The 6-5 New York Jets travel to the nation’s capital to take on the 4-7 Washington Redskins. Both field quarterbacks who are as likely to amaze as they are to horrify, and both are coming off close wins.
The Jets saved their postseason hopes with a comeback against the divisional rival Buffalo Bills, who were previously viewed as contenders themselves before falling into a losing streak. Meanwhile, the Redskins, despite being all but out of playoff contention, managed to beat the Seattle Seahawks and their infamous “12th man” home field advantage with a fourth-quarter rally.
The only meeting between these two teams for the next four years has several interesting storylines. Several of them are illustrated below, but it’s also worth noting that Washington CB DeAngelo Hall and Jets’ Head Coach Rex Ryan have a little bit of history. These two teams played in the preseason last year, which was being filmed by HBO for their “Hard Knocks” series, and, despite Hall picking off a Sanchez pass, the camera caught Ryan chewing out the Pro Bowl DB for his lack of physicality. Hall played for Rex’s brother Rob for the Oakland Raiders in 2008 before being cut. Would it surprise anyone if these two outspoken personalities exchanged words at some point during this game? It would no doubt be entertaining.
Liabilities on Both Sides
When Rex Grossman and Mark Sanchez take the field, the question isn’t “Will they turn the ball over?” but “When and how many times will they turn the ball over?” The two have each turned the ball over 16 times via interceptions and lost fumbles. Thats 16 times a potential scoring drive has ended and 16 times opposing teams have had extra chances to score.
Some recent shocking examples: at 3:51 left in the second quarter of a tie game last week, throwing from his own end zone, Sanchez failed to make note of the Safety in the middle of the field, who’s presence allowed Drayton Florence to undercut Santonio Holmes’ post route for the pick that set up a Buffalo TD. At 12:06 in the fourth quarter of the Miami game, Grossman, down 9-13 but at Miami’s 10-yard-line, stared-down Jabar Gaffney over the middle, resulting in Karlos Dansby picking off his pass and helping ensure the ‘Skins another loss.
The similarities between these two don’t stop there. Neither responds to pressure well, with Sanchez’s 90.7 NFL passer rating duress-free dropping to 44.8 when the pressure gets there and Grossman’s 87.1 passer rating falling to 48.8 when he feels the heat. These numbers are interestingly close, and this game could turn on either signal-caller’s ability to buck the trends.
Brian Orakpo vs. D’Brickashaw Ferguson
One of the best matchups to watch is left tackle D’Brickashaw Ferguson, a former fourth overall pick, versus outside linebacker Brian Orakpo, a 13th overall pick. Ferguson is ranked as our 12th-best pass-protecting tackle, while Orakpo is our third-best 3-4 pass-rushing OLB. Although Freguson (+4.3) has been decidedly above-average for much of the season, he’s had his two worst games (and only games graded in red) in the past three weeks. In those two games, he gave up two sacks to Andre Carter and another to Elvis Dumervil, not to mention a combined two QB hits and six pressures. While Orakpo (+17.2 overall and +20.0 pass rush grade) could only muster one pressure against the respectable Doug Free two weeks ago, he hasn’t graded red at all this year and is coming off his best game of the season. He tormented Russell Okung for a sack and six pressures; most of that coming in the final quarter with the game on the line.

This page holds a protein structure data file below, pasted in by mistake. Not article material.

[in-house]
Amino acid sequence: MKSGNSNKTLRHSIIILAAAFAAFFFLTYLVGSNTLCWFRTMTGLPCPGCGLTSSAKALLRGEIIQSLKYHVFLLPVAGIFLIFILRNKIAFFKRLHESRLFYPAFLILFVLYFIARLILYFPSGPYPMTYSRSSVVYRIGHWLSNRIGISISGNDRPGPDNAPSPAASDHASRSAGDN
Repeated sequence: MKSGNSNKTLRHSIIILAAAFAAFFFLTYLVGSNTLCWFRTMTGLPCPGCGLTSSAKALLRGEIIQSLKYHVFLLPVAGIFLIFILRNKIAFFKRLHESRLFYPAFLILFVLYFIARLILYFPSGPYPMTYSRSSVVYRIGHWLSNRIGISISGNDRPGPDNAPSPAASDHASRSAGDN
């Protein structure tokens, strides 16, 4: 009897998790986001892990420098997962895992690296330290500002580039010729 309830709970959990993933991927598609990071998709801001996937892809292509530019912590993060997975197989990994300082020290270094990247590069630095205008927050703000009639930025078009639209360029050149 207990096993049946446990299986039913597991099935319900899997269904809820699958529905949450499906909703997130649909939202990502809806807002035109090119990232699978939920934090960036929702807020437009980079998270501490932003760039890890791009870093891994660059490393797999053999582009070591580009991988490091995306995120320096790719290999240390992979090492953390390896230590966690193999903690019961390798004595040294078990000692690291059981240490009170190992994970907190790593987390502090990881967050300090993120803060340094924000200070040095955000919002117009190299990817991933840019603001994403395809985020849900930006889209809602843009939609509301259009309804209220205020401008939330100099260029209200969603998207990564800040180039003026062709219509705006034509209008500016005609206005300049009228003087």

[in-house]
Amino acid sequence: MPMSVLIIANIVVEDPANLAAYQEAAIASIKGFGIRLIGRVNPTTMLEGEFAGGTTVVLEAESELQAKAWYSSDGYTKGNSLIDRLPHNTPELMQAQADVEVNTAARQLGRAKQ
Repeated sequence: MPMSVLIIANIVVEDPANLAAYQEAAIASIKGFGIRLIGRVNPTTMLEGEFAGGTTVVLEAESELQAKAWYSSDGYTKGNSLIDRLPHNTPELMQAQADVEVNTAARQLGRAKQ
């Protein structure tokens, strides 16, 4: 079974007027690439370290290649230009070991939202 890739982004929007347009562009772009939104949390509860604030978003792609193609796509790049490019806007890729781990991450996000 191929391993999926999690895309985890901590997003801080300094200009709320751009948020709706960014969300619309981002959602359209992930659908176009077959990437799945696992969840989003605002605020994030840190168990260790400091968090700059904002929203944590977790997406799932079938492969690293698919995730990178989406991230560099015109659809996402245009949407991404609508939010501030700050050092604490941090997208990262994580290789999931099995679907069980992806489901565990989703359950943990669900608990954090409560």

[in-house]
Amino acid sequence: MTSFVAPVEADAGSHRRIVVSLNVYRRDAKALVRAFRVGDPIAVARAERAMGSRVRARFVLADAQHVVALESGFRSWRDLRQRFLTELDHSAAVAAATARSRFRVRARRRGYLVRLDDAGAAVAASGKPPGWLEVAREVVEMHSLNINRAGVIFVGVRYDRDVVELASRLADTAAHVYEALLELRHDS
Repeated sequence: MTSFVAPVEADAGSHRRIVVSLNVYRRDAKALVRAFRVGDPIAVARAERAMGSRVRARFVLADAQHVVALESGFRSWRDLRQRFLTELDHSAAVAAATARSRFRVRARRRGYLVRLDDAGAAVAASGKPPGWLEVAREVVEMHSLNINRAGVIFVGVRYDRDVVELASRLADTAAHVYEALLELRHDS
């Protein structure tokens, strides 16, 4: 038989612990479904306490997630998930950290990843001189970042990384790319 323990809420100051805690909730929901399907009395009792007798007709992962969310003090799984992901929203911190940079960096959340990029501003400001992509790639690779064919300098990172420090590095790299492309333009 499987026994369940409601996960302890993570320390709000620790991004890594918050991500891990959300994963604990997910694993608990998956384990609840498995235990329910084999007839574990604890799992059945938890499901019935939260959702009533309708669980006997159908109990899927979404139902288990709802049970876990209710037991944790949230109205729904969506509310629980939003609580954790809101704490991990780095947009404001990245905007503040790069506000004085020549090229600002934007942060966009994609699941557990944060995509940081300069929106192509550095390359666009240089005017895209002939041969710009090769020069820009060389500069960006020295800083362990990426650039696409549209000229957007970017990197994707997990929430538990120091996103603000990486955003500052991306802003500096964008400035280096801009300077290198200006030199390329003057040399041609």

Fred Davis vs. Eric Smith
Most of you remember Jets’ Safety Eric Smith for losing contain on Tim Tebow’s game-winning TD run in Denver, but Jets’ fans no doubt also know Smith as a liability in coverage. Ranked as our 10th-worst safety in coverage (-5.9), Smith has mostly been burned by tight ends. On 23 targets to TEs, he’s allowed 17 catches for 266 yards and a TD, which doesn’t even include a TD catch by Antonio Gates where he failed to properly help over-matched LB Josh Mauga in the corner of the end zone. Not surprisingly, Smith earned the dubious honor of being on the “Had a Bad Day” Team in back-to-back weeks very recently.
The Redskins will hope to get up-and-comer Fred Davis (+7.7 receiving) matched-up with Smith. Davis has had his issues – his run blocking (-9.1) drags down his overall grade and is ninth-worst in our rankings among TEs, he had a costly fumble in the second Dallas game, and committed an unsportsmanlike penalty last week after making a play – but has become a dangerous weapon, ranking fifth in receiving among TEs. He’s also scored three times and proven slippery in the open field, forcing eight missed tackles (tied with two others for second best in the league among TEs) and collecting 311 yards after the catch, which is third only to superstars Jimmy Graham and Rob Gronkowski. With their top wide-out Santana Moss likely locked down for much of this contest by Darrelle Revis, the Redskins will be looking even more at Davis, especially if he finds himself one-on-one with Smith.